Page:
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The Good, The Bad, and The Smelly: What’s Normal, What’s Not, and More about Vaginal Odors

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The Good, The Bad, and The Smelly: What’s Normal, What’s Not, and More about Vaginal Odors Photo

by Team Thinx | 10/26/2016

After a long day of being tightly sealed under hip hugging denim, sensing some under-the-zipper steam while waiting for even steamier lattes, and sitting hours upon hours at your desk pretending to work while actually reading blog posts (oh, hello there), it’s not surprising that our vaginas can take on certain aromas.

Like the candle aisle at Target, each of us has our own unique smell (but hopefully it doesn’t make you dizzy). This is perfectly normal. You know your smell, so you can easily distinguish if anything is getting wacky.

Here is a list of things to look out for, or rather, smell out for. She’s always going to be musky, but there are some cues you can take from a changing smell, and sometimes, stuff you should do about it.

Garlicky // Oniony

Culprit: Good ol’ body odorManagement: Take a good ol’ shower

Typically when things start to smell like a spice cupboard, it’s time to take a shower. When you eat certain foods, their scents are reflected in your urine and vaginal discharge—case in point: asparagus. Because your vaginal opening, urethra, and poopshoot are all located in the same general vicinity, it’s important to keep everything nice and hygienic so you can distinguish where smells are actually coming from.

Fishy // Week-Old Sushi

Culprit: Bacterial VaginosisManagement: Antibiotics // Probiotics

In short, there’s bacteria in your vagina. Some are good bacteria that keep you nice and healthy, like those probiotics you bought once at Whole Foods that are now gathering dust at the back of your fridge. And the others, to put it bluntly, are fck boys. They hang around purely for their own selfish needs and don’t care about your betterment.

When these two parties get unbalanced, your vagina responds with a smelly vaginal discharge (more on dischargehere) that’s especially apparent after sex. That forgotten container of probiotics can actually help keep this balance in check, as can a prescribed antibiotic. To avoid repeat occurrences, add some more yogurt to your diet—especially brands with probiotic lactobacillus acidophilus which has been linked to healthier vaginal cultures.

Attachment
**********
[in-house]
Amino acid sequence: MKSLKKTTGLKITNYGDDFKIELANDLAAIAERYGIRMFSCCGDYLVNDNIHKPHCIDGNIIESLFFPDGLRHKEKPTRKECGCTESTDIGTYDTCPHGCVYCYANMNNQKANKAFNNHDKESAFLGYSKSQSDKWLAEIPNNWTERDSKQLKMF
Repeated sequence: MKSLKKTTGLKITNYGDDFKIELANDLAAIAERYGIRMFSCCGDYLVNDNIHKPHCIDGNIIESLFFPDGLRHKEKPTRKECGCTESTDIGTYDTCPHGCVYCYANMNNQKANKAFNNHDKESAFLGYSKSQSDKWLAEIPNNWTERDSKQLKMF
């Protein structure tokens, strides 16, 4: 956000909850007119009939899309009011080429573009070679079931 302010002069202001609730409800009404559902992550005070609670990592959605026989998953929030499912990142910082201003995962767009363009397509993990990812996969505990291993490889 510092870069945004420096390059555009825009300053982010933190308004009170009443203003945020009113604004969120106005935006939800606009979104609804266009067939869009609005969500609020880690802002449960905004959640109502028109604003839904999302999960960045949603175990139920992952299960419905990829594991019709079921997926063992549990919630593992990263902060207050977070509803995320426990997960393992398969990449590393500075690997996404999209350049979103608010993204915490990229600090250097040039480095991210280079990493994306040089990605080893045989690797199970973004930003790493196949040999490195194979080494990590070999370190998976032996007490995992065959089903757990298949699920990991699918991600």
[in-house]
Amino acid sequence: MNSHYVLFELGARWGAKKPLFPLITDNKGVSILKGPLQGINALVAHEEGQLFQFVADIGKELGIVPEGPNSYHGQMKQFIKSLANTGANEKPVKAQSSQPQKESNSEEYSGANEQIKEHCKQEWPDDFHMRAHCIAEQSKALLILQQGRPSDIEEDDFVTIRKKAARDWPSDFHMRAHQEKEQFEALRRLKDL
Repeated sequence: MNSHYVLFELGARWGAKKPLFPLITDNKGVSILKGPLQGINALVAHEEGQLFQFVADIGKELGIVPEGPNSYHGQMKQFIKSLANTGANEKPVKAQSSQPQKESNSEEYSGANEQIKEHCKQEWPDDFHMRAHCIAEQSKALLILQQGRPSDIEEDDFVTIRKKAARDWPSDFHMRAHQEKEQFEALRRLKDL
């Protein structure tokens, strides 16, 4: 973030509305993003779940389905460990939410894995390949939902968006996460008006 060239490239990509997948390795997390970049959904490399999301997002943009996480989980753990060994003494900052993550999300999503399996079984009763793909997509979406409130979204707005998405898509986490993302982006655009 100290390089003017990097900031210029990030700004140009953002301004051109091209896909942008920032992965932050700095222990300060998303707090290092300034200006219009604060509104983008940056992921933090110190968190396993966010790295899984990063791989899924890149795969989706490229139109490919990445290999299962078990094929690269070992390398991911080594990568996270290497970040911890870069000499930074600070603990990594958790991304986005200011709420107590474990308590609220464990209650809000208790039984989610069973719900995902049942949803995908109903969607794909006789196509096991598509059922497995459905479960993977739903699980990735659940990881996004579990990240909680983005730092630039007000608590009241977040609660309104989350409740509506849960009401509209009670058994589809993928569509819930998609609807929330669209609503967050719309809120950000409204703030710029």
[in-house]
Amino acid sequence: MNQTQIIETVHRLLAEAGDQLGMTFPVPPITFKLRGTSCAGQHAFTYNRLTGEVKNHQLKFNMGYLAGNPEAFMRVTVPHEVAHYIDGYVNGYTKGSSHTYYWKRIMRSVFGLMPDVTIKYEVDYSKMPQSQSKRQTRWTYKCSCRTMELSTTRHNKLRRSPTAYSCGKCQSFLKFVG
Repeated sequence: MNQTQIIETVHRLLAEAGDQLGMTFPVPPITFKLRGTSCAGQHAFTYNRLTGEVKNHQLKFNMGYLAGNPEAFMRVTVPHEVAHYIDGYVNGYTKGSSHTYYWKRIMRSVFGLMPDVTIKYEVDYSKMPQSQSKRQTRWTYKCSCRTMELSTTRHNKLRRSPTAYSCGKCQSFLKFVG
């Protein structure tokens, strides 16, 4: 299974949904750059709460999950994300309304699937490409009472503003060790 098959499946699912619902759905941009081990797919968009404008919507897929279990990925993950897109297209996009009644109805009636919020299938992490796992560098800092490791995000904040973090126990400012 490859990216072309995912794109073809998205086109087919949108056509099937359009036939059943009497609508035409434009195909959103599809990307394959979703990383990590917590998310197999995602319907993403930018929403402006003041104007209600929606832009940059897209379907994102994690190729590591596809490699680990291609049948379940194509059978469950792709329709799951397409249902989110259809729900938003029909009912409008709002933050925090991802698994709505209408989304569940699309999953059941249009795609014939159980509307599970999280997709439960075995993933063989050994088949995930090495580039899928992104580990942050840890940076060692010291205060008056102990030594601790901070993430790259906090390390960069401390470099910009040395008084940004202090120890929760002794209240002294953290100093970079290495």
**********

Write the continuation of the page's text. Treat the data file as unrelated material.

Yeasty // Beer-y

Culprit: Yeast InfectionManagement: Antifungal Treatment

Contrary to popular belief, yeast infections cannot be contracted by walking into a bakery. (Okay, maybe that was just me.) These little devils are caused by my least favorite of the ‘duhs,’ the Candida. Basically, we all have yeast in our bodies, but sometimes it overgrows. When this happens in your vagina, a cottage-cheese-like discharge also tends to appear.

Walking to the store to get antifungal drugs will be painful and awkward, but it’s totally necessary. Nip. This. In. The. Bud. If it’s your first experience with the yeast beast, or if infections seem to be reoccurring, it’s a good idea to see your doctor.

Sour // Tangy

Culprit: TrichomoniasisManagement: Antibiotics

Caused by a one-celled critter that, oh joy, is sexually transmitted, trichomoniasis (or “trich”) can affect your urinary tract, vagina, and digestive system.Good news though: it’s considered the most common and curable STI in America. The best clues—next to its off-putting fishy smell—include frothy greyish/greenish discharge, spotting, general itchiness and discomfort, and a burning sensation when you pee. Only30% of infected women experience symptoms though, so keep your nose alert and your STI testing up to date.

Decay // Rotten Meat

Culprit: Lost tamponManagement: Medical attention

Go to the doctor. Go to the doctor now. If it’s foul, it’s no good. Tampons get forgotten, it happens. Healthcare professionals know how to deal with this. Don’t feel embarrassed—crank up the Taylor Swift, put your hair in a ponytail, and deal with it like the badass you are.

With all this in mind, it’s always important to keep your vagina happy and healthy. Use condoms, don’t douche, rinse all soap away when showering, pee soon after sex, wear breathable underwear, eat a well balanced diet, vote for Hillary, etc. But most of all, let your vagina work for you. Your body is amazing, and it can fix a lot of stuff on its own. When it can’t, it finds a way to let you know.

Photos: Kristina Paukshtite,, Jairo Alzate,, Lauren Mancke, Markus Spiske

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